Towards a safer environment for minors in the Church, Fr. Daka who is also a Professor at the Arrupe Jesuit University (AJU) in Harare called for, among other things, urgent “conversion and restructuring of the local Churches, leading to healing, and restoration of the dignity of life for every child.”

Making his presentation on the topic, “Renewing the Theology of the Church as a body of Christ in the age of sexual abuse of children and vulnerable adults by leaders in the Church,” Jesuit Fr. Joachim Zoundi called for a renewal of the Theology of the Church.

“Our theology has been at times too academic; neither pastoral nor spiritual enough to nurture the faithful,” the Burkinabe Cleric said during the April 28 virtual seminar and added, “Particularly the crisis of sexual abuse of minors is one of a probable theological failure to orient the faithful.”

According to Fr. Zoundi who holds a Doctorate in Spiritual Theology, the crisis of abuse of minors in the Church “reminds us that we are a church in pilgrimage and as such we have to take courage to examine ourselves and cut off what does not help us to make progress, and to spread the Good News of Christ, calling for love and care for all, particularly for the little ones.”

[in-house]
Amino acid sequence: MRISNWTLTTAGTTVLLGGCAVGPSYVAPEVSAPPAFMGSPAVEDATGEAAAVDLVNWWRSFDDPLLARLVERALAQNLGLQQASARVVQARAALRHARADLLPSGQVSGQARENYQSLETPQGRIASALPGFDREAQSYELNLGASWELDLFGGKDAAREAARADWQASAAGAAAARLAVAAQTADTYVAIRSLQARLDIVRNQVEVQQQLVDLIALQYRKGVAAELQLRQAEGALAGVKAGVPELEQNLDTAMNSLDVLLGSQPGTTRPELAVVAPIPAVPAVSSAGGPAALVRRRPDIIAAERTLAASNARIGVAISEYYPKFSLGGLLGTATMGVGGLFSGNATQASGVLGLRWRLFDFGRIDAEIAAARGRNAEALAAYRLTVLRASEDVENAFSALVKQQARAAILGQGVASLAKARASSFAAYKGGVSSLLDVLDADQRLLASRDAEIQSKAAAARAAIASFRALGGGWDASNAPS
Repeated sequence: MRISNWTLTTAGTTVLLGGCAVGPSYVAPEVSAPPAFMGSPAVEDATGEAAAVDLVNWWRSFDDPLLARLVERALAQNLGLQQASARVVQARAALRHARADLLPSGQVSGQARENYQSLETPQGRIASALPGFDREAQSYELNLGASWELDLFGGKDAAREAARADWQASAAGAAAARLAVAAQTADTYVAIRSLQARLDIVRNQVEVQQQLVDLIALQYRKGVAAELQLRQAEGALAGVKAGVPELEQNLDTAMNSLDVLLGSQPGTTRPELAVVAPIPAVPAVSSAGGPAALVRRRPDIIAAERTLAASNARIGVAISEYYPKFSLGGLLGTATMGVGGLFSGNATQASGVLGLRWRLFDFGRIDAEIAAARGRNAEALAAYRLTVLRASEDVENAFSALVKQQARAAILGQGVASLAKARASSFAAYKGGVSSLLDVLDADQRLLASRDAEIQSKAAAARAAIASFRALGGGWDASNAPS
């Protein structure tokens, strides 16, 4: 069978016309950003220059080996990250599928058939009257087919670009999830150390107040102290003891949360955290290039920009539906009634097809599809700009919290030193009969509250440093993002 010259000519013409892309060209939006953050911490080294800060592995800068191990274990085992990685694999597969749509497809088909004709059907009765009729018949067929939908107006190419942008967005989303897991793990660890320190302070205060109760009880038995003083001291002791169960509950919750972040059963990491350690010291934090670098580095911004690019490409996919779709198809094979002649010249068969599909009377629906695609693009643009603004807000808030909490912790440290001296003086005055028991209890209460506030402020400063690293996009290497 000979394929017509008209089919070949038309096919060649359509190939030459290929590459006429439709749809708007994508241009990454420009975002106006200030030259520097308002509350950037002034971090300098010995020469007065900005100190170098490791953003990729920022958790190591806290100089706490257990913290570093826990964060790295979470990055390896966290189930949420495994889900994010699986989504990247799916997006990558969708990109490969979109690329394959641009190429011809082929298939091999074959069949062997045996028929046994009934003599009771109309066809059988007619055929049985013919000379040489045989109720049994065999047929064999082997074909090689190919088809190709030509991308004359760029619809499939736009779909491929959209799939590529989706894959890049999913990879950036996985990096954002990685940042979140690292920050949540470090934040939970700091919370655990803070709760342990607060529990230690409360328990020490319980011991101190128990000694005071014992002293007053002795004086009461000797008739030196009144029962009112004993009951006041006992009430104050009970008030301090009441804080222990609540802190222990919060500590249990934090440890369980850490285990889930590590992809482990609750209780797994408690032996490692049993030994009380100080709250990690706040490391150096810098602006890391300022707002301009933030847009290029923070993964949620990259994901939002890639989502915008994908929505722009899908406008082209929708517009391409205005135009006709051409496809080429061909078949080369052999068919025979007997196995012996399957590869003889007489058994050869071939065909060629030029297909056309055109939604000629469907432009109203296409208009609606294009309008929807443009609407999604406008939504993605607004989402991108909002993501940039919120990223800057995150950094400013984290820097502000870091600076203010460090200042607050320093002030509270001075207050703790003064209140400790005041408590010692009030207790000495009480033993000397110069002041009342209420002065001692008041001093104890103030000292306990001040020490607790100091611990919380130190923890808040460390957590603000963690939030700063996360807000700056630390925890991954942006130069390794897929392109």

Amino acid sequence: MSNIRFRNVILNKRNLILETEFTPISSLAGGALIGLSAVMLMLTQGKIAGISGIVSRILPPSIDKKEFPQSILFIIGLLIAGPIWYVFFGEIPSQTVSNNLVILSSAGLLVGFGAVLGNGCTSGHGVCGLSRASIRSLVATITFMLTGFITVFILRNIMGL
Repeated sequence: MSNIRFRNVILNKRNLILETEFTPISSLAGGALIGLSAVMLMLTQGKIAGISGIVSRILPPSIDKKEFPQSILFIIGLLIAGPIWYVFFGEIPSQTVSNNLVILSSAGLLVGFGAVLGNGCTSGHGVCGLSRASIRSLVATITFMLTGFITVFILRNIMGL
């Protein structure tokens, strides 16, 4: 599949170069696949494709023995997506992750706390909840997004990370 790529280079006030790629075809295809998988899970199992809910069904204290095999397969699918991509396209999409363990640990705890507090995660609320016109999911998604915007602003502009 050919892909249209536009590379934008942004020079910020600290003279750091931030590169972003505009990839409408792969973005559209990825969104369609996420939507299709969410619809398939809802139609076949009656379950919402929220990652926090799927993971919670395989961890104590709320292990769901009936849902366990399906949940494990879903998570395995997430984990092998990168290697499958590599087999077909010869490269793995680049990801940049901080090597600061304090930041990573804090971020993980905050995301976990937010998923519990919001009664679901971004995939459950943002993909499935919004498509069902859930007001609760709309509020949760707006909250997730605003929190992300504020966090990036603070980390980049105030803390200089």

In renewing the church, the Kenya-based Jesuit Cleric called for a systemic approach in addressing the abuse of minors among the people of God.

He explained, “This approach requires working with all parties involved: first of all, the child, then its parents, social workers, people in charge of education and of children’s health care, the police, and those who control the policies of the State and issue its laws.”

Set to run until April 30, the colloquium is a response to Pope Francis’ 2019 Apostolic Letter  “Vos estis lux mundi” that establishes procedural norms in dealing with sexual abuse in the Church.